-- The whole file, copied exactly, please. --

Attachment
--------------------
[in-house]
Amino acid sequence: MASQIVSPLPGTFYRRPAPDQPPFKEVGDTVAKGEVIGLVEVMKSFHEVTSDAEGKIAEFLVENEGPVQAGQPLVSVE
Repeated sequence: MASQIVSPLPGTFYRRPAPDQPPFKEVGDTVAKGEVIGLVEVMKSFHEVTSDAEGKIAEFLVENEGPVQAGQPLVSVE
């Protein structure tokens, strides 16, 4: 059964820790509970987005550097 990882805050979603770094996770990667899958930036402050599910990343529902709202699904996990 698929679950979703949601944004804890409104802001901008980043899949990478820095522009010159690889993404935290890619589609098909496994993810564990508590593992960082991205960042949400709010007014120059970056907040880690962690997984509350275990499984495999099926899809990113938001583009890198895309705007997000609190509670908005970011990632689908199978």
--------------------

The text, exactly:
[in-house]
Amino acid sequence: MASQIVSPLPGTFYRRPAPDQPPFKEVGDTVAKGEVIGLVEVMKSFHEVTSDAEGKIAEFLVENEGPVQAGQPLVSVE
Repeated sequence: MASQIVSPLPGTFYRRPAPDQPPFKEVGDTVAKGEVIGLVEVMKSFHEVTSDAEGKIAEFLVENEGPVQAGQPLVSVE
């Protein structure tokens, strides 16, 4: 059964820790509970987005550097 990882805050979603770094996770990667899958930036402050599910990343529902709202699904996990 698929679950979703949601944004804890409104802001901008980043899949990478820095522009010159690889993404935290890619589609098909496994993810564990508590593992960082991205960042949400709010007014120059970056907040880690962690997984509350275990499984495999099926899809990113938001583009890198895309705007997000609190509670908005970011990632689908199978």